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Craig Ferguson, a leader with more than two decades of experience at national laboratories, is named PPPL deputy director for operations and chief operating officer

Craig Ferguson, a leader with more than 25 years of experience at U.S. Department of Energy (DOE) laboratories and other federal facilities, will become deputy director for operations and chief operating officer at the Princeton Plasma Physics Laboratory (PPPL) after a nationwide search. He will begin on Feb. 4.

“We are delighted to have Craig join our team,” said Steven Cowley, PPPL director. “His background and expertise will be extremely valuable as we pursue PPPL’s mission  in developing fusion energy. His breadth of experience in operations at world-leading laboratories makes him an excellent choice.” 

Cowley thanked Rich Hawryluk, a physicist at the Lab for 44 years, for serving as interim deputy director for operations for the past few months after serving as interim director of the Laboratory for 10 months before Cowley arrived. “I would like to thank Rich for his tireless work on behalf of the entire Laboratory,” Cowley said. Hawryluk will resume his position of associate director for fusion. 

As deputy director for operations, Ferguson will be responsible for the day-to-day operations of the Laboratory and will oversee all facets except science and research. Ferguson said he is looking forward to being part of the leadership team, which includes Cowley, who became director in July 2018; Hawryluk; Michael Zarnstoff, deputy director for research; and Kristen Fischer, chief financial officer. “I’m terrifically excited about it,” Ferguson said. “PPPL is on the forefront of plasma and fusion research and to be part of that is just fantastic.”

Ferguson’s most recent position was vice president of mission assurance at Longenecker & Associates, a consulting firm that works with the DOE and National Nuclear Security Administration (NNSA) facilities.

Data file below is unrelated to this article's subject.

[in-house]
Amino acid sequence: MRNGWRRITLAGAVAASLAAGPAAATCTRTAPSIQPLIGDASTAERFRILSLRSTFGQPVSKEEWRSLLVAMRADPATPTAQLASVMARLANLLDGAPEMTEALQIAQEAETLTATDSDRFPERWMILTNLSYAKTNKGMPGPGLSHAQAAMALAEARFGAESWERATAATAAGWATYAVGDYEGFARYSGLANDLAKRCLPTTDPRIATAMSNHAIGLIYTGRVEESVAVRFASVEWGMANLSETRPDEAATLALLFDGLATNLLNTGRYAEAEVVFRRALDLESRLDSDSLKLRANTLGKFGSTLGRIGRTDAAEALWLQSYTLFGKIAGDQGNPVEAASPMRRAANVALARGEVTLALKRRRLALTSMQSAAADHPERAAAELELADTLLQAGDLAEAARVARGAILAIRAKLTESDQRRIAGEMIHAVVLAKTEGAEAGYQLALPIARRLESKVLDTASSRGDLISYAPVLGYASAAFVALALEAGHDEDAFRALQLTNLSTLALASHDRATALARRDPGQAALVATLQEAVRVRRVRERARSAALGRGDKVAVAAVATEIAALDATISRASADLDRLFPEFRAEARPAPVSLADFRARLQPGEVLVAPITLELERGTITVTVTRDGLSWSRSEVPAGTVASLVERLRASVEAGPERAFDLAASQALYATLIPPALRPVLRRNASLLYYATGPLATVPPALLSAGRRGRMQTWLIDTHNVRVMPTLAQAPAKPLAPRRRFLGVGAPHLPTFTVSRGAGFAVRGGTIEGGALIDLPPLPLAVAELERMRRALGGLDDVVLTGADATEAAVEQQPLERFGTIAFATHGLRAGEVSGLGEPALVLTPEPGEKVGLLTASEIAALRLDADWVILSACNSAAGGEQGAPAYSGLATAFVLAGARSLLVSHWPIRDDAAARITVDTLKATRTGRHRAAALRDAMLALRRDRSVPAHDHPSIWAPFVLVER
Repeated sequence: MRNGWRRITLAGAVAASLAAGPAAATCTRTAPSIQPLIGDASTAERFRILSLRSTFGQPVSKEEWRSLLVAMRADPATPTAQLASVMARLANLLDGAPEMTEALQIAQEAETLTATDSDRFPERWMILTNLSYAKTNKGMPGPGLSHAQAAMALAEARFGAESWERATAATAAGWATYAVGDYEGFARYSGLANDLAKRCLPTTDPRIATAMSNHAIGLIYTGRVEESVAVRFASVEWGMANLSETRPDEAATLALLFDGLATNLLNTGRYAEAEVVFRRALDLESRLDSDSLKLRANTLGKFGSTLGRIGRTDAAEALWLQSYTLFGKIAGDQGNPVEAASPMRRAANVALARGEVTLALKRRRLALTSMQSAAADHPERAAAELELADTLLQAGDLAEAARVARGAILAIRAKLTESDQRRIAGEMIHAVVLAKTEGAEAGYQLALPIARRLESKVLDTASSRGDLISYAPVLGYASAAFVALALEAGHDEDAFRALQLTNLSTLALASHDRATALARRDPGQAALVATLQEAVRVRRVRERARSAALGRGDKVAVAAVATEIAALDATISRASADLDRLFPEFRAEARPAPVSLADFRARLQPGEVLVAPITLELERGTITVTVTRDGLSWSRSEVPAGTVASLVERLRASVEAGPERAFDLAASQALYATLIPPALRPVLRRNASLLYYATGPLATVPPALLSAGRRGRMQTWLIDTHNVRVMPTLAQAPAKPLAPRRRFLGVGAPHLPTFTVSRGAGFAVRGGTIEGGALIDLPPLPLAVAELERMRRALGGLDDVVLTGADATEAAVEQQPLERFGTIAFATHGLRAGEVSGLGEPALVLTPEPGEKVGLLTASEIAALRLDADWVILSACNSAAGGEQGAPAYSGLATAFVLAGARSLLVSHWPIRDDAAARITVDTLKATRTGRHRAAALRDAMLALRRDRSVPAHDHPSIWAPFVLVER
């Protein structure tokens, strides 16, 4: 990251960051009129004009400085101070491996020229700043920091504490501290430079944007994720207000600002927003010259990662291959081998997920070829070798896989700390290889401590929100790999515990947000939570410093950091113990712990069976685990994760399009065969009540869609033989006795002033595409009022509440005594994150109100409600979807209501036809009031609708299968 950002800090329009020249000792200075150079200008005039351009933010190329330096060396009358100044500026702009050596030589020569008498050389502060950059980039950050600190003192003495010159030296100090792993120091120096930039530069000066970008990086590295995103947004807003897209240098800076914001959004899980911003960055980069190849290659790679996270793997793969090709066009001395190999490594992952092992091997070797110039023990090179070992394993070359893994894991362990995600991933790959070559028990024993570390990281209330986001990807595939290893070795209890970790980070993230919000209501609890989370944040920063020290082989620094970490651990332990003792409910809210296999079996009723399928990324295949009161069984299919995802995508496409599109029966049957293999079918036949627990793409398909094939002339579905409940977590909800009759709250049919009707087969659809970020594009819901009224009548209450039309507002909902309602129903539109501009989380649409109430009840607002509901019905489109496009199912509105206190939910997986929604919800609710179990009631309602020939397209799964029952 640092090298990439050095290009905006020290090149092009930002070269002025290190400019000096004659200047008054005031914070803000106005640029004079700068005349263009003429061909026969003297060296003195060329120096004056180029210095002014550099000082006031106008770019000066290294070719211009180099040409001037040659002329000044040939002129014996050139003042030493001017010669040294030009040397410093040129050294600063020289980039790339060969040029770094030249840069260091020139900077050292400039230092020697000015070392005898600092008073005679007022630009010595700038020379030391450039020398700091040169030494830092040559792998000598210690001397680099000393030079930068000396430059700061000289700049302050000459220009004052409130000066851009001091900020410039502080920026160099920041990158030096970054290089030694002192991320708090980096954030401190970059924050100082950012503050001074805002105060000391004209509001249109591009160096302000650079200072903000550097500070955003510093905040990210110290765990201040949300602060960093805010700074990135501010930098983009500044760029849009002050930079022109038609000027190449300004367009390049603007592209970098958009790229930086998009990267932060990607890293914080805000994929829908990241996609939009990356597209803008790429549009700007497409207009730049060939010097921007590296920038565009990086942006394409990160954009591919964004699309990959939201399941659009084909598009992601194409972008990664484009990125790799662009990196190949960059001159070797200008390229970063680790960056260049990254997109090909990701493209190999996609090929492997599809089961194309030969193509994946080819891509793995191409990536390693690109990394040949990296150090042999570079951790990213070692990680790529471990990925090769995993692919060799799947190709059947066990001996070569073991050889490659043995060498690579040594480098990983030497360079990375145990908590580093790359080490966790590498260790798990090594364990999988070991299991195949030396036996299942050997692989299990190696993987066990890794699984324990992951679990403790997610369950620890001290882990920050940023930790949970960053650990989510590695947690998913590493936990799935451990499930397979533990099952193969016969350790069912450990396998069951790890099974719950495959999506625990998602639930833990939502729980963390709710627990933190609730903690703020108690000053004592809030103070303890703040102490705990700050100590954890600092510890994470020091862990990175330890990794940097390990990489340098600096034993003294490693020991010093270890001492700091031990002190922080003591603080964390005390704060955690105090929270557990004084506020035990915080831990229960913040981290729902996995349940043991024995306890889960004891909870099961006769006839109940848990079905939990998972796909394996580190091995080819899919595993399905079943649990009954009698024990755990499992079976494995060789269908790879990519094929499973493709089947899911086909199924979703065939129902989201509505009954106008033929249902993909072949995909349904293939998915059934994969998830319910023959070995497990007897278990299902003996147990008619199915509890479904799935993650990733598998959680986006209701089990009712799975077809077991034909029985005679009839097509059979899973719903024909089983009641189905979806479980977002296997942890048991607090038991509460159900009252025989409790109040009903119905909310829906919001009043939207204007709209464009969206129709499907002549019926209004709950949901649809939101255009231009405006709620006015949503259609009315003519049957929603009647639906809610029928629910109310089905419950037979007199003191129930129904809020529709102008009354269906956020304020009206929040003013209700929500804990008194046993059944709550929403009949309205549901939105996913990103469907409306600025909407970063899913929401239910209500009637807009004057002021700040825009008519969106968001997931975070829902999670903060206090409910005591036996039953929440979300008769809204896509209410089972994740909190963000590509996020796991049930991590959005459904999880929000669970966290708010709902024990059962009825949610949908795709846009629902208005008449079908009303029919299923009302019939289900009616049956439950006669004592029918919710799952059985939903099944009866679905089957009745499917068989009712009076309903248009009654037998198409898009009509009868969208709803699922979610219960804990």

Ferguson was also a consultant to leaders at Sandia National Laboratories, Argonne and Idaho National Laboratories as a consultant from 2014 to 2018. 

He held several positions at the SLAC National Accelerator Laboratory  from 2008 to 2014, including director of Environment, Safety and Health (ESH), and director of the Office of Planning and Assessment. His most recent position there was associate laboratory director of Infrastructure and Safety, where he directed 380 employees and more than $400 million in resources.

Ferguson also worked at the Thomas Jefferson National Accelerator Facility in Newport News, Virginia, for three years as director of ESH&Q. Earlier in his career, Ferguson worked in ESH for Babcock and Wilcox at the BWXT Y-12 National Security Complex and was an engineer at the Rocky Flats Plant nuclear weapons facility in Colorado and Mound Laboratories in Ohio. 

Ferguson received a bachelor’s degree in nuclear technology from Excelsior College and a master’s degree in safety sciences from Indiana University of Pennsylvania in Indiana, Pennsylvania. He spent nine years in the U.S. Navy’s Propulsion Program, and had several positions with the Navy, including nuclear plant operator on an aircraft carrier and department supervisor of a nuclear support facility.

PPPL, on Princeton University's Forrestal Campus in Plainsboro, N.J., is devoted to creating new knowledge about the physics of plasmas — ultra-hot, charged gases — and to developing practical solutions for the creation of fusion energy. The Laboratory is managed by the University for the U.S. Department of Energy’s Office of Science, which is the largest single supporter of basic research in the physical sciences in the United States, and is working to address some of the most pressing challenges of our time. For more information, please visit science.energy.gov.

U.S. Department of Energy
Princeton Plasma Physics Laboratory is a U.S. Department of Energy national laboratory managed by Princeton University.

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